Data: 1 = Protocol is Disabled; 0 = Protocol is Enabled
Information: This value isn't located under the Autodiscover key. This is a general setting that controls whether Outlook can try to connect to Exchange by using the Mapi/Http protocol stack. The default in Outlook 2016 isn't to have this protocol disabled. This lets the Autodiscover process add a special header (X-MapiHttpCapability:1) to the discovery process so that the Mapi/Http protocol settings can be evaluated and processed.Legacy Authentication Negotiation Control
Data: 1 = Headers are added; 0 = Headers aren't added
Information: Note this value isn't under the Autodiscover key. This setting controls whether an authentication negotiation header is added to http requests. The contents of the header depend on the authentication capabilities of the client computer. An example header might be: “X-Nego-Capability: Negotiate, pku2u, Kerberos, NTLM, MSOIDSSP”. This registry value and the header that it adds are rarely used in any modern authentication stack and very unlikely to affect the tAodiscover process in either a negative or positive way.Certificate Error Handling
Data: 1 = Show certificate warnings/errors; 0 = Don't show certificate warnings
Information: This value controls how Outlook handles certificate errors and warnings that are received when it performs http tasks. Outlook may override this setting in some cases (step 6 in the Autodiscover Process section), but for the general case, if this setting is enabled, Outlook will prompt with a security dialog that displays the certificate error or warning and allow the user to OK or Cancel the Http request. There are three specific certificate errors that the user can decide to ignore and have Outlook retry the http request:
Proxy Authentication Handling
- WINHTTP_CALLBACK_STATUS_FLAG_CERT_DATE_INVALID – There's a problem with the date in the certificate properties
- WINHTTP_CALLBACK_STATUS_FLAG_CERT_CN_INVALID – There's a problem with the common name in the certificate properties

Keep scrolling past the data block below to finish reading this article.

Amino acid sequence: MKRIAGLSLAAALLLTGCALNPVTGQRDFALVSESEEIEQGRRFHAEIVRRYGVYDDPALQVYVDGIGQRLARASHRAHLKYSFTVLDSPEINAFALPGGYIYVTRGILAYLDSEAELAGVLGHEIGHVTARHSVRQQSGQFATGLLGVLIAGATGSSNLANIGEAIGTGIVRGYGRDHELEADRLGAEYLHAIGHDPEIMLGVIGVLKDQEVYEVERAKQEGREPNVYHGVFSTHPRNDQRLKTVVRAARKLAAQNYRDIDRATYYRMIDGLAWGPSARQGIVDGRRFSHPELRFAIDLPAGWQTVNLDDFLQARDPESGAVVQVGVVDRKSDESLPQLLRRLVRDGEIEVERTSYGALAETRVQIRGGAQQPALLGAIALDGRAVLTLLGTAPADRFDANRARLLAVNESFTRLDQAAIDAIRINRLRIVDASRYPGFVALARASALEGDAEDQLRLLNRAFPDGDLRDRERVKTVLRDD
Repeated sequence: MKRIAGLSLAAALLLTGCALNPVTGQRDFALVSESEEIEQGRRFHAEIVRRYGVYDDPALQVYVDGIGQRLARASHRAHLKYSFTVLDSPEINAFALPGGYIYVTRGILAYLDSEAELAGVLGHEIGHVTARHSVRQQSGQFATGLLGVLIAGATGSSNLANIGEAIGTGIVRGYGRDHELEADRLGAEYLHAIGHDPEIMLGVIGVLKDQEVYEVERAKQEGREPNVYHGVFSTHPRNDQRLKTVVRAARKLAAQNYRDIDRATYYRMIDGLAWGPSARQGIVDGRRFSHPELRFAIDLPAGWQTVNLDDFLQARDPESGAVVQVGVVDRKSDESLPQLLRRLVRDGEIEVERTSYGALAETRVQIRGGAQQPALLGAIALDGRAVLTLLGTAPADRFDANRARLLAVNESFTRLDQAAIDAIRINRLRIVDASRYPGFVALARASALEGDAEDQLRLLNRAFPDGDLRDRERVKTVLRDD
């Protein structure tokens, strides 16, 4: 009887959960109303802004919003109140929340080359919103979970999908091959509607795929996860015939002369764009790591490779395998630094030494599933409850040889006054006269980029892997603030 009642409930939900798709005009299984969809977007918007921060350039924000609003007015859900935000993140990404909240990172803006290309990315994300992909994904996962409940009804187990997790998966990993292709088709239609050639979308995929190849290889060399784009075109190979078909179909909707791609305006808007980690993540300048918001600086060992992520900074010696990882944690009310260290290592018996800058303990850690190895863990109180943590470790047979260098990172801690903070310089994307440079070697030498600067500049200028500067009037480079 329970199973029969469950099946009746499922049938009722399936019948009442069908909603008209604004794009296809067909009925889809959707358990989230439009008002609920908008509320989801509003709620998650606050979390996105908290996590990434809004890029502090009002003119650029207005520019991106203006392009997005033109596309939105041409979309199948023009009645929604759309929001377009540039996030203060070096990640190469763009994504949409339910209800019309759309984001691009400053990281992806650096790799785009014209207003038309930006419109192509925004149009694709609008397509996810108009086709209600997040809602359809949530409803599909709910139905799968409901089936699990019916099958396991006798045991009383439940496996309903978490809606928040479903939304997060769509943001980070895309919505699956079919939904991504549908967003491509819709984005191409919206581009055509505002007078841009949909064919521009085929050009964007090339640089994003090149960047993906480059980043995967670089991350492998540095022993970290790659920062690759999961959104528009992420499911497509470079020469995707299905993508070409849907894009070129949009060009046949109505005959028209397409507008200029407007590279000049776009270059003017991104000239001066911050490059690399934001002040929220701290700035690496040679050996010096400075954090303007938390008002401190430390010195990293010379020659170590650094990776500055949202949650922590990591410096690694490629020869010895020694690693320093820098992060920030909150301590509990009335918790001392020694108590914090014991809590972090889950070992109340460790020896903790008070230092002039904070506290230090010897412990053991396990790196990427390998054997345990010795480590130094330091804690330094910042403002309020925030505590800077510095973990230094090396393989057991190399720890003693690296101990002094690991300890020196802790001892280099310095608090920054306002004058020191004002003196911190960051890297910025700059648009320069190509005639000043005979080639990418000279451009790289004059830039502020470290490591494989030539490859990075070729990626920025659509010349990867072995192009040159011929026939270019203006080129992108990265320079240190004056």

- WINHTTP_CALLBACK_STATUS_FLAG_INVALID_CA – There's a problem with the certificate authority in the certificate properties
More information on these three certificate error states can be found at https://msdn.microsoft.com/en-us/library/windows/desktop/aa383917(v=vs.85).aspx
Data: 1 = Allow Outlook to handle authentication challenges from proxy servers; 0 = silently fail authentication challenges from proxy servers
Information: This registry value allows the relaxation of a security configuration and is covered in detail in the following article in the Microsoft Knowledge Base:3115474
MS16-099: Description of the security update for Outlook 2010: August 9, 2016
Autodiscover for Other Protocols
Autodiscover as a feature
is also used by Outlook to discover and configure Exchange ActiveSync (EAS) accounts. The EAS Autodiscover process and decision making is separate from the steps that were described in this article. For example, the EAS implementation does not implement the O365 endpoint logic and does not have a step that checks for SCP locations. This article is scoped to describe the detailed steps that Outlook uses for Autodiscover attempts to obtain the MAPI based protocols from Exchange.
Legacy information about autodiscover can be found in the following article in the Microsoft Knowledge Base:
Unexpected Autodiscover behavior when you have registry settings under the \Autodiscover key
For more information about Autodiscover, see the following Microsoft articles: